That is what I am aiming for, residency. An Immigration Lawyer I am currently with has advised me my family cannot do the sponsorship. But mentioned if I had $60,000 USD to invest it would help me. OR if I was working in certain professions.

                    I will have a nice lot to pitch my tent on in the meantime until I start the actual building of a home. [img]/forums/images/graemlins/70384-praying.gif[/img] Just have to make sure it is a lizzard proof tent! [img]/forums/images/graemlins/tongue.gif[/img]

                    Thanks for the insight!
                    If you feel a little useless, offended or depressed. Always remember that <span style="font-weight: bold">YOU</span> were once the fastest &amp; most victorious little sperm out of millions!

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                    • #25
                      Re: Post Questions to US Immigration Attorney Nadine Brown

                      Ms. Brown,
                      Can you please explain the US immigration 245(i). What does it mean? Who qualifies under it? Is/was there a timeline for applicants under 245(i)? How does the 245(i) and the Supplement A to the form I-485 relate. As much info that you can supply and in layman terms. Thanks! [img]/forums/images/graemlins/notworthy.gif[/img]

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                      • #26
                        Re: Post Questions to US Immigration Attorney Nadine Brown

                        Wha'pon Coolmugs?
                        Wow, you have quite a few questions. The process is not faster or slower for people with attorneys. The only difference is whether the appropriate papers are filed. And sometimes, only an expert can know because the US immigration process can be complicated. An attorney can make sure the papers are properly completed. Errors by lay people is what ends up complicating or delaying the paperwork.

                        The filing fees for Immigration paperwork can be found at www.uscis.gov. For the average family based case, the Immigration fees can be about US$700-$800. Paying an attorney will be in addition to those fees and can run in my area about US$1800-3000. It varies and may be case specific.
                        You can check the progress or status of your case on line at www.uscis.gov/case status, altough there are some cases at the local offices which are not posted on-line.
                        If you need further information or assistance or would like to know about my specific services, contact me directly by e-mail or phone.

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                        • #27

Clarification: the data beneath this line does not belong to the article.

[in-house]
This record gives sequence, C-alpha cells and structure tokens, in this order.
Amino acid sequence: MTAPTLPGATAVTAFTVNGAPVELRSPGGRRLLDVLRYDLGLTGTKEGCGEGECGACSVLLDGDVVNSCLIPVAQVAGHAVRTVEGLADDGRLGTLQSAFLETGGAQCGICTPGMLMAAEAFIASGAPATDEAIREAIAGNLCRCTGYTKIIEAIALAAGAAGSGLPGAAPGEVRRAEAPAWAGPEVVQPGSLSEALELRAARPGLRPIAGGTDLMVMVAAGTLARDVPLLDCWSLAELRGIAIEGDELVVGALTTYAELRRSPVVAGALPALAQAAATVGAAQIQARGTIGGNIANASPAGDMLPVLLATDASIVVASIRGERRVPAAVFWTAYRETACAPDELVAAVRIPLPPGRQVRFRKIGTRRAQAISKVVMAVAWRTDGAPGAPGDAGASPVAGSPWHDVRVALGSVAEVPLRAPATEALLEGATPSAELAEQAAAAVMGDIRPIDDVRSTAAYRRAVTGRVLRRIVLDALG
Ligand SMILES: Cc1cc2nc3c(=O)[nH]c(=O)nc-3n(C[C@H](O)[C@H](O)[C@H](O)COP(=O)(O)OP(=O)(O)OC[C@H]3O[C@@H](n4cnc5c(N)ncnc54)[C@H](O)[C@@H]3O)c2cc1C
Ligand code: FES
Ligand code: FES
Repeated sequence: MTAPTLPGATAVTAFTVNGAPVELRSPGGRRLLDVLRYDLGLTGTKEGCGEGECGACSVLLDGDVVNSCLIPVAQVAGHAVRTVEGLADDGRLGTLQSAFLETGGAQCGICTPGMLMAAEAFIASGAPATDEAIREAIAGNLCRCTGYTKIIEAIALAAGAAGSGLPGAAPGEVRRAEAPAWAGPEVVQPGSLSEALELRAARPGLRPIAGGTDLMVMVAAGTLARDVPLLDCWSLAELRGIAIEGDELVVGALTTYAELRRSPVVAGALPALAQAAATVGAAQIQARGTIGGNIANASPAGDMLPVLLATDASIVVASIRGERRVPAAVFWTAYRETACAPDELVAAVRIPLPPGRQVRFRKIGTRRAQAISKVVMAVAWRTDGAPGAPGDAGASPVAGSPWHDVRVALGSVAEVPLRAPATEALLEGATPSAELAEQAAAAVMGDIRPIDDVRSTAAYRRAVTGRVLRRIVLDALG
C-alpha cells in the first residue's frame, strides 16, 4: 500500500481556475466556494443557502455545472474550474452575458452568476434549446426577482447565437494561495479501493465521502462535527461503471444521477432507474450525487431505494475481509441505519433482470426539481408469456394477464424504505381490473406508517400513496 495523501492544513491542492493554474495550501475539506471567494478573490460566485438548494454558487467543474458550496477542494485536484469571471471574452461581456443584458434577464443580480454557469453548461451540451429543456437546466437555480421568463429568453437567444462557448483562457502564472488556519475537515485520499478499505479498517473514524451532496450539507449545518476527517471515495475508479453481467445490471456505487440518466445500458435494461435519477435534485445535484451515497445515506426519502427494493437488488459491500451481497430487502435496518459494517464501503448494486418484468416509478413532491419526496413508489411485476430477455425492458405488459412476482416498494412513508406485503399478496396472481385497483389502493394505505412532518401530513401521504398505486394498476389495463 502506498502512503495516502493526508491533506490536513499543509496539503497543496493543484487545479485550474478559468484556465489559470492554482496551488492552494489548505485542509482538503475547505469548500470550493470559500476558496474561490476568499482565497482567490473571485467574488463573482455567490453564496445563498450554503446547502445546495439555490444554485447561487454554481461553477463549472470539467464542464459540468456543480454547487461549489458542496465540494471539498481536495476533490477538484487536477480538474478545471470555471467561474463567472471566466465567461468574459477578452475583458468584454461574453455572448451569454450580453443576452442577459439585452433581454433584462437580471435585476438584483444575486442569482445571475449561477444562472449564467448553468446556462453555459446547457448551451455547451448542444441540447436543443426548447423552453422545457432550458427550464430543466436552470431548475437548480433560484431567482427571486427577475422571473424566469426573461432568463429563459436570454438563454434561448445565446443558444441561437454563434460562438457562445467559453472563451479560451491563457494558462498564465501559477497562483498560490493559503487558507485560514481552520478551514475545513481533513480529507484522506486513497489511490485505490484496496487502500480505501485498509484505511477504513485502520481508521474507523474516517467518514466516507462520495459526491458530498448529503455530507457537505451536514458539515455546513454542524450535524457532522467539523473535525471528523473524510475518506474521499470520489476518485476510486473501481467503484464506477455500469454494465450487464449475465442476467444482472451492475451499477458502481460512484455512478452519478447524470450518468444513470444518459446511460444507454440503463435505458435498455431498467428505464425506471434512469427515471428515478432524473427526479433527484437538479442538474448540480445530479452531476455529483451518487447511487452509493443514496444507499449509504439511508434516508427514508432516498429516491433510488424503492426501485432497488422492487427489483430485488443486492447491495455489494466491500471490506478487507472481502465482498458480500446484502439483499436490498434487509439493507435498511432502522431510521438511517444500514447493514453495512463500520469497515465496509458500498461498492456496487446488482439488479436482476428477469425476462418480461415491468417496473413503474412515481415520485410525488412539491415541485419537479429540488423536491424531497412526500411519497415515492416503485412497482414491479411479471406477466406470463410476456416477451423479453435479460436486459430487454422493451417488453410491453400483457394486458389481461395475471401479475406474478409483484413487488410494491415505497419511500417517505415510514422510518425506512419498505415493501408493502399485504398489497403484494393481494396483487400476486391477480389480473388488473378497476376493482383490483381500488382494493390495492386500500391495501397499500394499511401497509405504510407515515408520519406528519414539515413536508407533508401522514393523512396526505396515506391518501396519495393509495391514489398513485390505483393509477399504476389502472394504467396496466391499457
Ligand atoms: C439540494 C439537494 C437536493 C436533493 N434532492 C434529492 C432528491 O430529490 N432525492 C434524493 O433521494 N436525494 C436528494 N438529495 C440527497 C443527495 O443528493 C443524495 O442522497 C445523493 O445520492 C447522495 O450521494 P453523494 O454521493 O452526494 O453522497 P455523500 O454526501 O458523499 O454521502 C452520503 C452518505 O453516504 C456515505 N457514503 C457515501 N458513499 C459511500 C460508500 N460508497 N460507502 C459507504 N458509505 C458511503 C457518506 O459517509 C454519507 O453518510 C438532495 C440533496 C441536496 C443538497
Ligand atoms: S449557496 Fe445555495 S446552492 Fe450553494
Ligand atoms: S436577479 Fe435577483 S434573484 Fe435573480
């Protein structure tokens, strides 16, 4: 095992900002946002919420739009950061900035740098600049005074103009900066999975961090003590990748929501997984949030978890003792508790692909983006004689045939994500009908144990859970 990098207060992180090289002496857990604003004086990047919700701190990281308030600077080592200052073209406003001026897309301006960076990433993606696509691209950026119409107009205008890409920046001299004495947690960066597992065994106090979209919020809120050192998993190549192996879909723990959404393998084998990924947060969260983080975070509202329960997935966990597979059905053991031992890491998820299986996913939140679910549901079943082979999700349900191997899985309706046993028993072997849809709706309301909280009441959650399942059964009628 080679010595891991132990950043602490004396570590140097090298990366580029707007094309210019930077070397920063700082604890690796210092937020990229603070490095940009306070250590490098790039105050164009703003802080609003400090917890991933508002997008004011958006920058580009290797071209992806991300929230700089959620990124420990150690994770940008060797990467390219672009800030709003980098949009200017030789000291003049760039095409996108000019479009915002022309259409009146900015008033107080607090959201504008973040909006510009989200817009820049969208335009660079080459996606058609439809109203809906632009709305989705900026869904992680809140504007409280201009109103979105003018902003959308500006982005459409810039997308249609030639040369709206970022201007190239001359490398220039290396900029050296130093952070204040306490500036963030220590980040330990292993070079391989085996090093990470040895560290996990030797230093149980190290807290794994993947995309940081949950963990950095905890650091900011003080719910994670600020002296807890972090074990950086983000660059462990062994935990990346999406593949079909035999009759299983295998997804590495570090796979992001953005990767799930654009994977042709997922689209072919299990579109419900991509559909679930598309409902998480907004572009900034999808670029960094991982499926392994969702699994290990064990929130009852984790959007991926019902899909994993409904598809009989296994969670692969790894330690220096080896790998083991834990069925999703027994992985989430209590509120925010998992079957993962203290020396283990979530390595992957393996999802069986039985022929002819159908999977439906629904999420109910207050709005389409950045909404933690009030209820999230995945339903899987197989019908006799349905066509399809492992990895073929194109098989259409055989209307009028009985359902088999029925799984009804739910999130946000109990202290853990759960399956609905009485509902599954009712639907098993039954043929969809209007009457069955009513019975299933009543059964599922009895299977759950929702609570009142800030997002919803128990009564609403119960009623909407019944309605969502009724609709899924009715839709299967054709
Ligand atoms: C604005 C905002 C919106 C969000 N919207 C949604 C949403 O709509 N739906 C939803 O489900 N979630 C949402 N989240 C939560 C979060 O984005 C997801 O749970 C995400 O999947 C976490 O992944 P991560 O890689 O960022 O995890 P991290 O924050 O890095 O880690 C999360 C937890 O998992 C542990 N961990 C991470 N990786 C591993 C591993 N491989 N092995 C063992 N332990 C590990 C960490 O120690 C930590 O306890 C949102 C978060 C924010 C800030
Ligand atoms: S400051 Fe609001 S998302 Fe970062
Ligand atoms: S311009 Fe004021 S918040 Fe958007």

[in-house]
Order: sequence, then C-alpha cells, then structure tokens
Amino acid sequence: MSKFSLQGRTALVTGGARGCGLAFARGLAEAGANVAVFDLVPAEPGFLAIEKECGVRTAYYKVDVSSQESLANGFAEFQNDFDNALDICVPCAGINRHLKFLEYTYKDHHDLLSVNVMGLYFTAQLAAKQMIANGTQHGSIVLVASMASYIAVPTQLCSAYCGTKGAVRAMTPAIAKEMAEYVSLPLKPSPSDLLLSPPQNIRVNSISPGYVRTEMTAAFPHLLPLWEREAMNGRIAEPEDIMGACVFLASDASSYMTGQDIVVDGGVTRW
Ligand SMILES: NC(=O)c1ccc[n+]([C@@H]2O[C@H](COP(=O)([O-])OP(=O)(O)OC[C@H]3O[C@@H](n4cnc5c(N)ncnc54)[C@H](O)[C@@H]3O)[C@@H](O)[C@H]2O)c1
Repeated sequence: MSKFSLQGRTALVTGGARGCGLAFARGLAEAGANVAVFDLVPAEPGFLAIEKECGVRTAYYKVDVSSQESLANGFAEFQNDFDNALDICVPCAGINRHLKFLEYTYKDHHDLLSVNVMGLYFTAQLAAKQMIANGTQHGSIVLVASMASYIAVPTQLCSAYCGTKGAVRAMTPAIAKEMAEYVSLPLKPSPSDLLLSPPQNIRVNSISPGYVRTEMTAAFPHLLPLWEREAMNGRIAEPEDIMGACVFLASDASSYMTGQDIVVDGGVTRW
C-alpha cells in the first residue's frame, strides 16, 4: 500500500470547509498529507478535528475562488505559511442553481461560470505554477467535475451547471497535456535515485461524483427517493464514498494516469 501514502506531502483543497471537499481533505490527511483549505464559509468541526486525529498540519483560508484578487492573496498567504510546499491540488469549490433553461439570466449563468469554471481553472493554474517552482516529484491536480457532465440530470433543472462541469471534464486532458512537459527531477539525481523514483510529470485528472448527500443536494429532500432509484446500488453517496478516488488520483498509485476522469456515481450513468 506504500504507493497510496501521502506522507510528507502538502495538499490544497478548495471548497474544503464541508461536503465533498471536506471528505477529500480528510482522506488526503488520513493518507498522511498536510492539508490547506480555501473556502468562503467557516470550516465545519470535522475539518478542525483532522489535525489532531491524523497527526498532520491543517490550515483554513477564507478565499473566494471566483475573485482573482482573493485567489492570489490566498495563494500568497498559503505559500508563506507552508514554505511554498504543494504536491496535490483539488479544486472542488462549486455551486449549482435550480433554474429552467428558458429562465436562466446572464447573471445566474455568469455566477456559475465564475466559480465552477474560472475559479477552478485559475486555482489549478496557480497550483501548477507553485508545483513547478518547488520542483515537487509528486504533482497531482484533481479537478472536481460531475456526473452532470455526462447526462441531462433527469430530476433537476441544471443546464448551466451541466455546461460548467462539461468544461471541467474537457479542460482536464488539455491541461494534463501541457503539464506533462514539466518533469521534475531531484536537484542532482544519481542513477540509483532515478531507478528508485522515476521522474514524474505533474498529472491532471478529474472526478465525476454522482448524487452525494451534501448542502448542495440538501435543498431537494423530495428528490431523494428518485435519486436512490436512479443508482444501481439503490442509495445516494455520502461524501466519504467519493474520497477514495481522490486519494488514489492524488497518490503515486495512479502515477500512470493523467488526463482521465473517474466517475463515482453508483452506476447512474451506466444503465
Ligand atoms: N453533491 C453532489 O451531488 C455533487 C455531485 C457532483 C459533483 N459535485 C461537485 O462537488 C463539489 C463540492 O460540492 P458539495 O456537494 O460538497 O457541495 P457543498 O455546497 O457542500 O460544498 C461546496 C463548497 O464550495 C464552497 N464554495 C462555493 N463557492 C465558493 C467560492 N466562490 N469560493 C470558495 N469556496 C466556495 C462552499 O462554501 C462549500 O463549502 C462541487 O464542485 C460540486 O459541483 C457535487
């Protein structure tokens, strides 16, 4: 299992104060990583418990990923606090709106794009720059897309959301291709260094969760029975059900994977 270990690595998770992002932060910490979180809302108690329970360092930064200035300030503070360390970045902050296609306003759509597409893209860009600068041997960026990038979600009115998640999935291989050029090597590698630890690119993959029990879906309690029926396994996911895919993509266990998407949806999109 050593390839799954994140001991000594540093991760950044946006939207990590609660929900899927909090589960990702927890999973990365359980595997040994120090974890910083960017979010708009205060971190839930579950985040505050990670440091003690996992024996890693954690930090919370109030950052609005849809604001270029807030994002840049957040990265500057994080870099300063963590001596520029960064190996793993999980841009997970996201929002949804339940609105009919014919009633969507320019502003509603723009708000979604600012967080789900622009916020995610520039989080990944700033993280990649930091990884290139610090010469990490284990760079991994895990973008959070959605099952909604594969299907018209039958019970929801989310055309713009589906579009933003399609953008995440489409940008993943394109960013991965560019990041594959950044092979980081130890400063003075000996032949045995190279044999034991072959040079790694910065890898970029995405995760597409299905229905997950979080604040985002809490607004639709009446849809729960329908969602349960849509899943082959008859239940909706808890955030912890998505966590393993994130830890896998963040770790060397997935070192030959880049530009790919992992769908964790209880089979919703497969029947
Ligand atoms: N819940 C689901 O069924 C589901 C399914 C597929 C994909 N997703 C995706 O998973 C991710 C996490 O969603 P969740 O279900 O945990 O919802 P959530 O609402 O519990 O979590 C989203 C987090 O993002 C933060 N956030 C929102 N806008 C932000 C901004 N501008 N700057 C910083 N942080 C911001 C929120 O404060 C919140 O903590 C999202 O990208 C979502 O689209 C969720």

Re: Post Questions to US Immigration Attorney Nadine Brown

                          Sorry Ms. Brown, me again...

                          I've been told if marrying someone in the Military the process of becoming a US Citizen is faster. Is this true? [img]/forums/images/graemlins/cool.gif[/img]
                          If you feel a little useless, offended or depressed. Always remember that <span style="font-weight: bold">YOU</span> were once the fastest &amp; most victorious little sperm out of millions!

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                          • #28
                            Re: Post Questions to US Immigration Attorney Nadine Brown

                            thanx will do that
                            Happy New Year I'm such a happy camper

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                            • #29
                              Re: Post Questions to US Immigration Attorney Nadine Brown

                              Coolbeans,

                              It will not be too difficult to file for the other two children later, but the US citizen will have to do it as a step parent because if the father does it when he becomes a resident it could take 4 to 5 years. Easy and quick if step parent does filing.
                              The fiance will get to come to the US once the K-1 fiance petition is issued at the Embassy. This may take 4 to 9 months after the US citizen has filed the petition and it is approved.
                              The fiance's children will be considered K-2 visa entrants and they should travel with him. It is a package deal. If for some reason they are not able to come right away, there is a way they can come six months later, but better and less complicated if they travel all together at once.

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                              • #30
                                Re: Post Questions to US Immigration Attorney Nadine Brown

                                Hello 7777,

                                Your friend may regret not every applying for naturalization. Membership has its privileges such as no deportation unless you commit acts of treason. Better to have applied for naturalization when eligible than to delay. Permanent Residents can and do get deported frequently for because of their own negligence and past criminal activities.
                                Not paying child support would be an automatic disqualifier for naturalization but does not lead to deportation. The other charges is what I would be concerned about...you say domestic, what does that mean? If it is related to domestic violence then yes, convictions for domestic violence, stalking crimes, etc. are a grounds for deportation. Anything else may be questionable, but there are crimes that will result in deportation regardless of the level of crime. He definitely needs an immigration attorney. Wish him luck!